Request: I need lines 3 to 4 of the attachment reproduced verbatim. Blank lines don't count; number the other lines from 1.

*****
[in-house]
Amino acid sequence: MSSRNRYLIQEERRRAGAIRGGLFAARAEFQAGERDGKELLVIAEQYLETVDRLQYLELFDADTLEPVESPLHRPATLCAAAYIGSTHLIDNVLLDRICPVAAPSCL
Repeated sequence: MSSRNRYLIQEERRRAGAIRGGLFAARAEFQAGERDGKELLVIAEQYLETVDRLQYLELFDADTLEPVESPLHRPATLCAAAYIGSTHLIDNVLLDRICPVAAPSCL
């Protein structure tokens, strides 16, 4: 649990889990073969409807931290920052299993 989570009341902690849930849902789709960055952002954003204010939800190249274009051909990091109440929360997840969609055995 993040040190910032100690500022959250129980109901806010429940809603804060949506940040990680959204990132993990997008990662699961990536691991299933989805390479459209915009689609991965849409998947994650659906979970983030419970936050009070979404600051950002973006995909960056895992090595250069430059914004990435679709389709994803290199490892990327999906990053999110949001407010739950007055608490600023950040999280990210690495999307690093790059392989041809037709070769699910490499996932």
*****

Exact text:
Repeated sequence: MSSRNRYLIQEERRRAGAIRGGLFAARAEFQAGERDGKELLVIAEQYLETVDRLQYLELFDADTLEPVESPLHRPATLCAAAYIGSTHLIDNVLLDRICPVAAPSCL
């Protein structure tokens, strides 16, 4: 649990889990073969409807931290920052299993 989570009341902690849930849902789709960055952002954003204010939800190249274009051909990091109440929360997840969609055995 993040040190910032100690500022959250129980109901806010429940809603804060949506940040990680959204990132993990997008990662699961990536691991299933989805390479459209915009689609991965849409998947994650659906979970983030419970936050009070979404600051950002973006995909960056895992090595250069430059914004990435679709389709994803290199490892990327999906990053999110949001407010739950007055608490600023950040999280990210690495999307690093790059392989041809037709070769699910490499996932």